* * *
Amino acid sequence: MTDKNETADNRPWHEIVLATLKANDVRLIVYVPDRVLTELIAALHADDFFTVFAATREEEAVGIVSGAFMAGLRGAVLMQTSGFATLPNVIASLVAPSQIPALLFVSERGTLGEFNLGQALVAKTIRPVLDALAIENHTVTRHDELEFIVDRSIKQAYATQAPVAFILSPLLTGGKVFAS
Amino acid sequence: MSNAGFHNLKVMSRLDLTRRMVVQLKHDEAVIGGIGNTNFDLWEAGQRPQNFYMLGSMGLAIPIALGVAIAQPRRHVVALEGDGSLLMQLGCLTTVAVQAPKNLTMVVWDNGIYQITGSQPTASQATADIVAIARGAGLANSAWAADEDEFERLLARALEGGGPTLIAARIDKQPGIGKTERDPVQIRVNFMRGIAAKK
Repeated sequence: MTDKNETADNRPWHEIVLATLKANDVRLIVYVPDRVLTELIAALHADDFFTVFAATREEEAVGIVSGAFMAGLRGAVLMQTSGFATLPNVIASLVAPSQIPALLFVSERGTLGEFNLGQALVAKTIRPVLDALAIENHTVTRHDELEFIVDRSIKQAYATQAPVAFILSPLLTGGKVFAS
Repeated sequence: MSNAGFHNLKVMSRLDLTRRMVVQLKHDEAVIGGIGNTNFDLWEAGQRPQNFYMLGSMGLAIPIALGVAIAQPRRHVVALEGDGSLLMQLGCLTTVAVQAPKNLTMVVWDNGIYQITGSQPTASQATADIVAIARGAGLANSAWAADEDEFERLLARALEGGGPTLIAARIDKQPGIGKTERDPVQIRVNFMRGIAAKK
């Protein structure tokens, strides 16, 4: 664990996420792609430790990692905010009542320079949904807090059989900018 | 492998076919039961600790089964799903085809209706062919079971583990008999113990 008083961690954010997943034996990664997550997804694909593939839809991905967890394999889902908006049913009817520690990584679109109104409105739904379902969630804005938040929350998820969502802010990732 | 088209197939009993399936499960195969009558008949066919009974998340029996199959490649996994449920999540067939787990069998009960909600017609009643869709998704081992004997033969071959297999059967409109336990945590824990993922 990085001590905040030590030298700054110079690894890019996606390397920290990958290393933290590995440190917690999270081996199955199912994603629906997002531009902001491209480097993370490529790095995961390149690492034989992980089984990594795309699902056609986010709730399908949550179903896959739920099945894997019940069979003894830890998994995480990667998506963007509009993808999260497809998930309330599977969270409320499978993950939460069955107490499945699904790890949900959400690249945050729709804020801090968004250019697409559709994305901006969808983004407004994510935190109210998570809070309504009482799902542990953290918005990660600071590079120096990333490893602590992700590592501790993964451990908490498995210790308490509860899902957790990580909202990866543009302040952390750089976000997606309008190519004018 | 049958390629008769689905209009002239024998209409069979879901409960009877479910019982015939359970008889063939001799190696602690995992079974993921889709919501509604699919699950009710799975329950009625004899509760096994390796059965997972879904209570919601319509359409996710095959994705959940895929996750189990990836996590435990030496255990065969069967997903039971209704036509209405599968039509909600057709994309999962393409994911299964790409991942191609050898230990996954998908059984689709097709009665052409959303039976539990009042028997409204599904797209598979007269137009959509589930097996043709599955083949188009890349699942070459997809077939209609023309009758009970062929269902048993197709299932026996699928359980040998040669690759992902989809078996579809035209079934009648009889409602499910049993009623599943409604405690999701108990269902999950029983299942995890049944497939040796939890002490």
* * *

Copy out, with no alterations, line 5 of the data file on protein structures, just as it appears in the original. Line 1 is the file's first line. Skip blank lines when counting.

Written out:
């Protein structure tokens, strides 16, 4: 664990996420792609430790990692905010009542320079949904807090059989900018 | 492998076919039961600790089964799903085809209706062919079971583990008999113990 008083961690954010997943034996990664997550997804694909593939839809991905967890394999889902908006049913009817520690990584679109109104409105739904379902969630804005938040929350998820969502802010990732 | 088209197939009993399936499960195969009558008949066919009974998340029996199959490649996994449920999540067939787990069998009960909600017609009643869709998704081992004997033969071959297999059967409109336990945590824990993922 990085001590905040030590030298700054110079690894890019996606390397920290990958290393933290590995440190917690999270081996199955199912994603629906997002531009902001491209480097993370490529790095995961390149690492034989992980089984990594795309699902056609986010709730399908949550179903896959739920099945894997019940069979003894830890998994995480990667998506963007509009993808999260497809998930309330599977969270409320499978993950939460069955107490499945699904790890949900959400690249945050729709804020801090968004250019697409559709994305901006969808983004407004994510935190109210998570809070309504009482799902542990953290918005990660600071590079120096990333490893602590992700590592501790993964451990908490498995210790308490509860899902957790990580909202990866543009302040952390750089976000997606309008190519004018 | 049958390629008769689905209009002239024998209409069979879901409960009877479910019982015939359970008889063939001799190696602690995992079974993921889709919501509604699919699950009710799975329950009625004899509760096994390796059965997972879904209570919601319509359409996710095959994705959940895929996750189990990836996590435990030496255990065969069967997903039971209704036509209405599968039509909600057709994309999962393409994911299964790409991942191609050898230990996954998908059984689709097709009665052409959303039976539990009042028997409204599904797209598979007269137009959509589930097996043709599955083949188009890349699942070459997809077939209609023309009758009970062929269902048993197709299932026996699928359980040998040669690759992902989809078996579809035209079934009648009889409602499910049993009623599943409604405690999701108990269902999950029983299942995890049944497939040796939890002490």